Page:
Cieslak: It seems like the upsurge in demand for legal services is going to be a struggle, particularly for smaller companies doing business domestically. It’s old hat for big firms like Google and Facebook at this point. So what it comes down to is trust. Brands are built on trust. So for a lot of organizations, how they choose to communicate CCPA will be a telling moment. If it’s just an email explaining they’ve updated terms and conditions like most companies did with GDPR, if they just try to slip it in under the radar, they take a big hit in the trust department. I hope some brands will see this for the opportunity it is to engage with and inform their customers.

Do you see any unintended consequences of CCPA?

Snell: Generally speaking, you want to be transparent, and you don’t want the consumer to be surprised. But this is an extremely bumpy road that we’ve started to venture down with all of the ambiguity in the CCPA and I think it may indeed have unintended consequences. It’s very expensive to comply with this confusing new law, and I do think that there will be a very real cost to innovation and a higher bar to companies being able to enter markets as CCPA begins. Also, some of the folks that will be impacted by the CCPA are small creators posting videos from their home and making money off an advertising revenue model. The CCPA threatens to stifle the creativity and income that they can generate.

Cieslak: One thing that I look at is ad tech. That’s an industry that most consumers don’t fully understand too well, but it’s been pretty pervasive in California. I also think a lot of start up companies that will have to bump into CCPA if they continue to grow. Once anyone gets over that $25 million in revenue, or one of the other thresholds, they will suddenly have to face an expensive degree of compliance. It seems like bigger companies tripped the wire for privacy regulation, but the impact of CCPA and other regulations will sweep across many different industries. It won’t just hit the big players.

What rights do consumers have under the CCPA, and what obligations do brands have?

Snell: The CCPA identifies several consumer rights. There’s a right to know what personal information is collected about consumers and how that personal information is used. Consumers will also have the right to request deletion of certain pieces of personal information. Consumers will be able to request that their data not be sold, and there’s a right not to be discriminated against when they exercise those rights. Brands will need to update their privacy policies and notify consumers of these rights, and set up infrastructure to respond to consumer requests to access and delete information.

There are also some potential threats to brands that are baked into the statute. One piece that I worry about is the right to request information. These requests have to be verifiable, but the term “verifiable” isn’t well defined in the statute. One of the issues I raised with the attorney general is that we should expect scammers may try to abuse these personal information requests. So we’ve asked the attorney general to provide regulations and safe harbors so a company can say, “If I get information in this sort of way, that’s a safe harbor,” or, “If I can’t verify somebody’s identity, I don’t need to turn their information over,” so that companies and consumer data aren’t at risk.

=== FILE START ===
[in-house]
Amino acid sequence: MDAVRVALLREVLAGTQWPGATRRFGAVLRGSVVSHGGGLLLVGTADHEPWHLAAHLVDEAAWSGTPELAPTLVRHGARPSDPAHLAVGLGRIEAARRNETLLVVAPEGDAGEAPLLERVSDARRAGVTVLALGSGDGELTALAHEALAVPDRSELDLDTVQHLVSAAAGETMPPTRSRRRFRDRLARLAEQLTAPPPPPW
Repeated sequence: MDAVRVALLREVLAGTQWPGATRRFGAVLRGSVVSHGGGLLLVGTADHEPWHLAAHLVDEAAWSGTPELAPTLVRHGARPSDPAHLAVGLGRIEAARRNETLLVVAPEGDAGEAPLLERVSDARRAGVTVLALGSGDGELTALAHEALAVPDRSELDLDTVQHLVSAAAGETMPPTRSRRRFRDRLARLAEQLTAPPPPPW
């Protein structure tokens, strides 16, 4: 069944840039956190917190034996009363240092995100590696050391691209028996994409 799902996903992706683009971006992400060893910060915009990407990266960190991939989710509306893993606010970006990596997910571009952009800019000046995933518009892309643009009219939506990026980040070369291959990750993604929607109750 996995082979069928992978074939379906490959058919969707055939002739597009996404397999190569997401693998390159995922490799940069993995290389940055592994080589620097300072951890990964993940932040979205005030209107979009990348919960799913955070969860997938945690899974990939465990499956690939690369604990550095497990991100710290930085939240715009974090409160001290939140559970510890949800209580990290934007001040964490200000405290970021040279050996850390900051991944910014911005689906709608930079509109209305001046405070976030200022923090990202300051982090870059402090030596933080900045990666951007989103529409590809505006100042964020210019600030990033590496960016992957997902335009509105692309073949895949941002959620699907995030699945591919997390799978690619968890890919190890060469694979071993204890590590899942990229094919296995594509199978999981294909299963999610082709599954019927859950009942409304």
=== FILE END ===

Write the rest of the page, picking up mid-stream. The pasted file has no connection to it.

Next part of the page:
Who advocates for the consumer under CCPA, and what happens if companies fail to comply?

Snell: The attorney general of California will have the ability to enforce the statute against violations. There’s also a limited private right of action for individual consumers to bring claims related to certain categories of data breaches where a consumer can show reasonable security wasn’t put in place by a business. So there is an ability for consumers in those instances to file private litigation, but otherwise the AG is the one in charge of enforcing the statute.

Fines from violations will go, in part, into a new fund set up by the statute called the California Consumer Privacy Fund and the penalties will be used to reimburse the AG and fund ongoing operations.

Cieslak: One of the areas I hope that California invests in is consumer education. It’s incumbent on the state to have some sort of role in educating consumers of the new rights and powers they have. If they are not proactive in doing so, a lot of consumers could miss rights and powers now available to them, and what I think is the real intent behind CCPA. Changing consumer behavior is hard. We have to process a million and one things every day. Nobody wants to carve out time to deal with brands on a one-to-one basis to see what data they are collecting. So, it’s important for the state to be proactive to find ways to empower consumers and educate them about their rights and what this new law means.